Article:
A man who helped establish 1,000 winter climbing routes was one of the two climbers who died in an accident on Scotland’s most northerly Munro.
Aberdeen-born Andy Nisbet, along with partner Steve Perry, from Lancaster, got into difficulty on Ben Hope.
Their bodies were recovered from the mountain in Sutherland on Wednesday.
The climbing community has paid tributes to the two men with Mr Nisbet being lauded for his “boundless enthusiasm” and “pioneering attitude”.
Both men were highly experienced and Mr Nisbet’s appearance and climbing style earned him the nicknames “Honey Monster” and “The Droid”.
At the 2014 Fort William Mountain Festival he received the Scottish Award for Excellence in Mountain Culture.
Information gathered on climbs by the 65-year-old former Scottish Mountaineering Club president appeared in Scottish Mountaineering Club guidebooks.
Scotland-based Mr Perry, 47, was also a highly experienced climber.
‘Gargantuan and inspiring’
Giving his tribute, David Whalley, a former RAF mountain rescue team leader, said: “I knew Andy very well he was roughly the same age as me, but what an incredible mountaineer in every aspect.
“He was the most active prolific mountaineer that Scotland has ever produced.
“He has climbed over 1,000 plus new winter routes all over Scotland – his enthusiasm was dynamic.
“Never in the history of Scottish mountaineering has anyone been so prolific or enthusiastic and introduced so many to the mountains especially in winter.”
Mr Whalley added: “Andy was hugely influential on Scottish climbing, and always had time to help young climbers.”
In a tweet, mountaineer and broadcaster Cameron McNeish said: “Utterly devastated this morning at the news of the loss of Andy Nisbet and Steve Perry on Ben Hope.
“Both were gargantuan and inspiring figures in Scotland’s mountaineering scene. A massive loss to us all.”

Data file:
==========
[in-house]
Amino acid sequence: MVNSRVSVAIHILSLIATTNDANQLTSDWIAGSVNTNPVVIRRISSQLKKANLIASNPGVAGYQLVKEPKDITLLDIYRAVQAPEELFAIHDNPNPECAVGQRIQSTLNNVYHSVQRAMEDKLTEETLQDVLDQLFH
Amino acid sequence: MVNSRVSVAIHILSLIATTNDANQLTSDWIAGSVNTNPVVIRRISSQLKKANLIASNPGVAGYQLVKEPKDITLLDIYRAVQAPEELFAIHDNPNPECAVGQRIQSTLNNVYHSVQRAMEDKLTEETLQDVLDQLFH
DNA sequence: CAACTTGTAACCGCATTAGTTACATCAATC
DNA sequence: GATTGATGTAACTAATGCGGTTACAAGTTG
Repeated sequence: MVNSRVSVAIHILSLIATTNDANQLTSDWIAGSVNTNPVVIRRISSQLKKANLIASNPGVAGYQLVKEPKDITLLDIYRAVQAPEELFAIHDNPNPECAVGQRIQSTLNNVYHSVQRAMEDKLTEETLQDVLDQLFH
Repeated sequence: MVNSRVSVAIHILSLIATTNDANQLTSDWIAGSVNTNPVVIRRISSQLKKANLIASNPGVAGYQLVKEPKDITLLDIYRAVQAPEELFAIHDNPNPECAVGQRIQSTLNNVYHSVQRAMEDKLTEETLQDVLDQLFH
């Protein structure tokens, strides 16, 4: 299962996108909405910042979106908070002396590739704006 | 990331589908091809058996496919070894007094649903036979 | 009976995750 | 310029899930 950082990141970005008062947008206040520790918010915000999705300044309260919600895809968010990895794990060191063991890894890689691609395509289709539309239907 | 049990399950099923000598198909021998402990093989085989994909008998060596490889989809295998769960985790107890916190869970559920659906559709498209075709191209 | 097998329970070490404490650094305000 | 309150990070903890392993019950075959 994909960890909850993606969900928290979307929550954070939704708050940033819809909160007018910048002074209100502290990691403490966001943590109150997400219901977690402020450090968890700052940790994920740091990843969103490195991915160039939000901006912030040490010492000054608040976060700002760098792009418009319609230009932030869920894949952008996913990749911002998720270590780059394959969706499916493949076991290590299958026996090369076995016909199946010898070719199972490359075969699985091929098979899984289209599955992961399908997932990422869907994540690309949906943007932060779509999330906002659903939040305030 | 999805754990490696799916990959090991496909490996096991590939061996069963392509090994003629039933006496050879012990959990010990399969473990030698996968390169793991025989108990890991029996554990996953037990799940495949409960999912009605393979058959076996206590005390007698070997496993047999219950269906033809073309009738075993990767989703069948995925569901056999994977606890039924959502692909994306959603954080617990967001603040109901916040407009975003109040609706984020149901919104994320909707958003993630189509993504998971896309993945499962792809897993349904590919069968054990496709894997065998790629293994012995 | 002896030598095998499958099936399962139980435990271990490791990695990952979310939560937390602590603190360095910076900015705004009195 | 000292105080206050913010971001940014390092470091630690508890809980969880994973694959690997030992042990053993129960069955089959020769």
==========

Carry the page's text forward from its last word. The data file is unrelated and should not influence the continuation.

At the time of Mr Nisbet receiving the Scottish Award for Excellence in Mountain Culture, the mountain festival said: “Over the decades Andy has gone to incredible lengths to bring climbers a highly accurate and detailed record of the tens of thousands of climbs across Scotland.
“Known for his boundless enthusiasm, humour and pioneering attitude, Andy exemplifies the passion for mountain culture that this award celebrates.”
Mountaineering Scotland, an organisation representing outdoor pursuits enthusiasts, said it was “shocked and saddened” to learn of the climbers’ deaths .
A spokesman said: “Andy was popular and well respected in the Scottish climbing scene with a vast knowledge and experience of Scotland’s mountains.
“He was a prolific climber of new routes and his successful partnership with Steve had resulted in a number of first ascents on Ben Hope in recent years.
“Steve Perry was also a well-known mountaineer, who had completed an on-foot round of the Munros in the winter of 2005/06 and was a keen climber in both summer and winter, who listed new routing in winter Scotland as one of his favourite climbing experiences.
“Their deaths are a huge loss to the mountaineering community in Scotland and, in particular, we send our condolences to family and friends of both Andy and Steve.”
Mountaineering Scotland also paid tribute to mountain rescue teams and the Coastguard who were involved in responding to the accident.
A man who helped establish 1,000 winter climbing routes was one of the two climbers who died in an accident on Scotland’s most northerly Munro. Aberdeen-born Andy Nisbet, along with partner Steve Perry, from Lancaster, got into difficulty on Ben Hope. Their bodies were recovered from the mountain in Sutherland on Wednesday.